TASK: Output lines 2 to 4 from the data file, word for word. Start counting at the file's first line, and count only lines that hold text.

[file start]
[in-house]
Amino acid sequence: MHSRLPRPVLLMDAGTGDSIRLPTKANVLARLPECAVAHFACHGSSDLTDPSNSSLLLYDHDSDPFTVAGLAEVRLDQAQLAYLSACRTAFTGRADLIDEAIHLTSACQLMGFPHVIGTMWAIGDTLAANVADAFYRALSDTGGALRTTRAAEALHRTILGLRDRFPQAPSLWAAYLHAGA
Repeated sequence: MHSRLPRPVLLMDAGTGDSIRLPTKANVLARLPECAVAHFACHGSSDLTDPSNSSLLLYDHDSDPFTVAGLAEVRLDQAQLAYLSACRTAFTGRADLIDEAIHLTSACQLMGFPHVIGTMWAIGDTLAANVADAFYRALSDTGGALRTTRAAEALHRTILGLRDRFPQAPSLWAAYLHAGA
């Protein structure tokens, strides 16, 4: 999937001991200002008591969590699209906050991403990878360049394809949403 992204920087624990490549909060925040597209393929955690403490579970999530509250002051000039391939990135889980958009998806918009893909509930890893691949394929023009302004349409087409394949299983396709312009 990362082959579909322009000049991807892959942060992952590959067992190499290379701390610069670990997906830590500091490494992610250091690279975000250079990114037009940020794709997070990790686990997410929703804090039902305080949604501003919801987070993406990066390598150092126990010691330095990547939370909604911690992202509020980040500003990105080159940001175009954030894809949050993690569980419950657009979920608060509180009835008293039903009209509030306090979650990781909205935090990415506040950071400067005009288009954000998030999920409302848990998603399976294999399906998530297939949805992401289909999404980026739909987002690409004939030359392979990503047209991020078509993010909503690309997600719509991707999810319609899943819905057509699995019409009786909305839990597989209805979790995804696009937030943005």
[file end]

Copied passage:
Amino acid sequence: MHSRLPRPVLLMDAGTGDSIRLPTKANVLARLPECAVAHFACHGSSDLTDPSNSSLLLYDHDSDPFTVAGLAEVRLDQAQLAYLSACRTAFTGRADLIDEAIHLTSACQLMGFPHVIGTMWAIGDTLAANVADAFYRALSDTGGALRTTRAAEALHRTILGLRDRFPQAPSLWAAYLHAGA
Repeated sequence: MHSRLPRPVLLMDAGTGDSIRLPTKANVLARLPECAVAHFACHGSSDLTDPSNSSLLLYDHDSDPFTVAGLAEVRLDQAQLAYLSACRTAFTGRADLIDEAIHLTSACQLMGFPHVIGTMWAIGDTLAANVADAFYRALSDTGGALRTTRAAEALHRTILGLRDRFPQAPSLWAAYLHAGA
């Protein structure tokens, strides 16, 4: 999937001991200002008591969590699209906050991403990878360049394809949403 992204920087624990490549909060925040597209393929955690403490579970999530509250002051000039391939990135889980958009998806918009893909509930890893691949394929023009302004349409087409394949299983396709312009 990362082959579909322009000049991807892959942060992952590959067992190499290379701390610069670990997906830590500091490494992610250091690279975000250079990114037009940020794709997070990790686990997410929703804090039902305080949604501003919801987070993406990066390598150092126990010691330095990547939370909604911690992202509020980040500003990105080159940001175009954030894809949050993690569980419950657009979920608060509180009835008293039903009209509030306090979650990781909205935090990415506040950071400067005009288009954000998030999920409302848990998603399976294999399906998530297939949805992401289909999404980026739909987002690409004939030359392979990503047209991020078509993010909503690309997600719509991707999810319609899943819905057509699995019409009786909305839990597989209805979790995804696009937030943005």